I grew up in Montana and was raised by a single mother – she was my guiding light through a difficult youth. I ventured out into the world at a young age and I’ve travelled all over the world, self-studied religion and spirituality and am intensely interested in the human spirit and what makes us thrive and have true meaning in our lives.
When I was just out of college I began to help those around me find their own voice, direction and meaning in their lives because it helped me find mine.I found myself always helping others find their way.
I counseled at-risk youth in my twenties. Then in my thirties in high and bio tech I often took my staff under my wing to help them have a meaningful life beyond corporate America. At one point I noticed one of my key staff was not okay and found out she had a secret dream. So, despite my need for her to stay on staff, I counseled her to follow her dream and join the Peace Corps – I became her official sponsor. She is a dear and loyal friend to this day. Through many of my friends and associates trials and tribulations I have made it my business to be there with quiet guidance, a big ear and some insight and wisdom.
I am no stranger to facing amazing challenges from being in a single parent home as a child with its inherent challenges to becoming an executive in Silicon Valley with no degree in the field to working for the World Bank to owning my own, successful adventure travel company and seeing the world in the process – 52 countries. I have always followed my heart and inner voice. Having myself is the biggest gift I continue o give myself. I feel good about the meaning I have created in my own life.
But I am no stranger to pain and five years ago I found myself having to take my own advice as I climbed out of the darkest place I ever was in when I lost of my husband, son, home and business all in one fell swoop. Suddenly I had to live my age old motto “Embrace what life gives you.” Sometimes I thought I would never make it. But through the most breathe-stopping pain I took it upon myself to reach deep inside and look far outside to find a way, any way to make my pain my teacher and let it inform my new life. It was that or give up. It was the hardest thing I have ever done.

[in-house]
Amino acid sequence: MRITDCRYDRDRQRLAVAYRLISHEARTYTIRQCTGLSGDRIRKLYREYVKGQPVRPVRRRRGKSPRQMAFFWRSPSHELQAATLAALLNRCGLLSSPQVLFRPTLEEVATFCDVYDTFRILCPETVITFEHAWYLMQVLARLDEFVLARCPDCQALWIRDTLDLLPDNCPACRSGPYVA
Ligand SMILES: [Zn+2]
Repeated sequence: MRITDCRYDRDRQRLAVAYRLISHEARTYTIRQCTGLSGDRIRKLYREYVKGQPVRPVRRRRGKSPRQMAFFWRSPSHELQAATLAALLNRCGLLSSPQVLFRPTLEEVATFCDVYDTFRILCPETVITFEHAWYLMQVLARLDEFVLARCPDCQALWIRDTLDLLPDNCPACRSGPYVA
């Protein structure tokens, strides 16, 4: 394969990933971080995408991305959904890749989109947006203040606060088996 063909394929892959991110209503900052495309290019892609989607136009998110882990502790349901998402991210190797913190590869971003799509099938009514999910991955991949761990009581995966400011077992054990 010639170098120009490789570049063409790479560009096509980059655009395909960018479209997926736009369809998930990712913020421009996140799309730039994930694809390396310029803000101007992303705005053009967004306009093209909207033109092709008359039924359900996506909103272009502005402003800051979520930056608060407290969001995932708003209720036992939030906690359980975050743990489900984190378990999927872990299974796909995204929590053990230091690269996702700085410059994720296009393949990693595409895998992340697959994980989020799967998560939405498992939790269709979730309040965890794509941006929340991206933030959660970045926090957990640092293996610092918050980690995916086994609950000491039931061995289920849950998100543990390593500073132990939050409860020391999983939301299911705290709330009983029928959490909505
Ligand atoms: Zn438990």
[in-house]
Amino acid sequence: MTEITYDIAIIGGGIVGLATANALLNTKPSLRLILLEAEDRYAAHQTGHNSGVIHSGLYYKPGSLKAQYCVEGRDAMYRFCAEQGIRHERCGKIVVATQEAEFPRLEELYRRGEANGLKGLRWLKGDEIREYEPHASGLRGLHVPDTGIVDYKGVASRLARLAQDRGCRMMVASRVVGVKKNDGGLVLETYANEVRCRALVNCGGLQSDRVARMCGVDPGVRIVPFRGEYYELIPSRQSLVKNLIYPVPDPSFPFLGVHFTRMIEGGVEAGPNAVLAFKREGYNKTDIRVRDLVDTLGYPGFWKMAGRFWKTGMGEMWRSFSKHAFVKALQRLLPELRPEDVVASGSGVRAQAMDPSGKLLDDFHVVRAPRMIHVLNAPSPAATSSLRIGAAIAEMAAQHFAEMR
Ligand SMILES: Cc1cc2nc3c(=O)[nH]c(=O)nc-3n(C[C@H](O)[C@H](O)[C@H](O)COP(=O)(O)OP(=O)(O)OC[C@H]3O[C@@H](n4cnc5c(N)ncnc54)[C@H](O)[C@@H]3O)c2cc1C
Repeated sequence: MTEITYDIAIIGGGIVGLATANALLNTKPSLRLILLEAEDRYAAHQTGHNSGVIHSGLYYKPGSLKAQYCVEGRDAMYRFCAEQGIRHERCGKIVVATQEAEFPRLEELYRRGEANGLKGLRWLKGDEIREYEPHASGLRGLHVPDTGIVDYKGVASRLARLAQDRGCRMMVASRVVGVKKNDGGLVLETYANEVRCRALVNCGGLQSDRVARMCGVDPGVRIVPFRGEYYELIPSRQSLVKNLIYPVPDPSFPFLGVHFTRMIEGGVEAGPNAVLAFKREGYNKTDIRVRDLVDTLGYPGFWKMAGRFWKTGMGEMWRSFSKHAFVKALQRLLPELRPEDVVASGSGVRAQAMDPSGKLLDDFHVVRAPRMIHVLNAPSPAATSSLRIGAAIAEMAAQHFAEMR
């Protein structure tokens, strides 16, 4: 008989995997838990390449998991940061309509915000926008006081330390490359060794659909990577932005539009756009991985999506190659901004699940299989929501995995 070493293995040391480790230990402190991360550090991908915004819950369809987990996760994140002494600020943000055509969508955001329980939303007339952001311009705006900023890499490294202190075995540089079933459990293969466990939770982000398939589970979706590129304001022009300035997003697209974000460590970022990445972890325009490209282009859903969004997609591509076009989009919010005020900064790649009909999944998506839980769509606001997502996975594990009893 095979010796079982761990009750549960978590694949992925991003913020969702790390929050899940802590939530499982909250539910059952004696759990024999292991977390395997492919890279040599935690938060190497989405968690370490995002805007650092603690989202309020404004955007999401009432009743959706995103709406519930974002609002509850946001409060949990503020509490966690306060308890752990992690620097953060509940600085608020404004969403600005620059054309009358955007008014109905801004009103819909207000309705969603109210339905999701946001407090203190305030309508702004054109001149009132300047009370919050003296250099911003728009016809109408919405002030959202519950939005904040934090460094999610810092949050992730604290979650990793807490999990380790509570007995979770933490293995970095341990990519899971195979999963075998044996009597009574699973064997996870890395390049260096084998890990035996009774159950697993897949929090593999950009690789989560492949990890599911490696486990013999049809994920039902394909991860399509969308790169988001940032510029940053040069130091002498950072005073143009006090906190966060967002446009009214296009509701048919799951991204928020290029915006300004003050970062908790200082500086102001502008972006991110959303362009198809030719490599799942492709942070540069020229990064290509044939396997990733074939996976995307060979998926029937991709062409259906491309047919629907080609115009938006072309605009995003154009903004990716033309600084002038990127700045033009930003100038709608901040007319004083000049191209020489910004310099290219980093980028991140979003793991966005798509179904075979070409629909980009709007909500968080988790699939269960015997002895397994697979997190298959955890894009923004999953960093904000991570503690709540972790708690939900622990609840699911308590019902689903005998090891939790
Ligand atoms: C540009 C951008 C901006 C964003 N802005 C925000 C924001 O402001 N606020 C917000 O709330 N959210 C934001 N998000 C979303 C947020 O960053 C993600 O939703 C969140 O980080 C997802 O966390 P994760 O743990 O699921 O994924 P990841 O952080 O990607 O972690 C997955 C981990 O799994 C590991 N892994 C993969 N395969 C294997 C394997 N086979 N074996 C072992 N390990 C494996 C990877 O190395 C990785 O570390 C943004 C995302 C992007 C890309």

But I have come out stronger and more directed with new found grounding, compassion and wisdom. I am surprised to hear myself say this, but I would not change what happened. Pain is an amazing teacher.
As is the case with many life coaches, I am not a trained psychologist or psychiatrist. Along my path I have been informally helping people with their lives whether they have suffer a loss of a loved one, a break-up of a marriage or just need to take a new look at where they are going so they can know their life has meaning for them. After years of helping those around me, and my coming out of a horrible tragedy and amazing loss myself, I was strongly urged to take up formal life coaching. And so with an addition of a name, an account and some more mindful attention to what it is I do offer I am doing what I have always done; what I have always been called to do – help and guide. With the recent pursuit of becoming a Zen Lay Teacher I feel truly equipped to provide real direction, useful help and a means for you to find your heart, your life’s meaning and a path that works for you.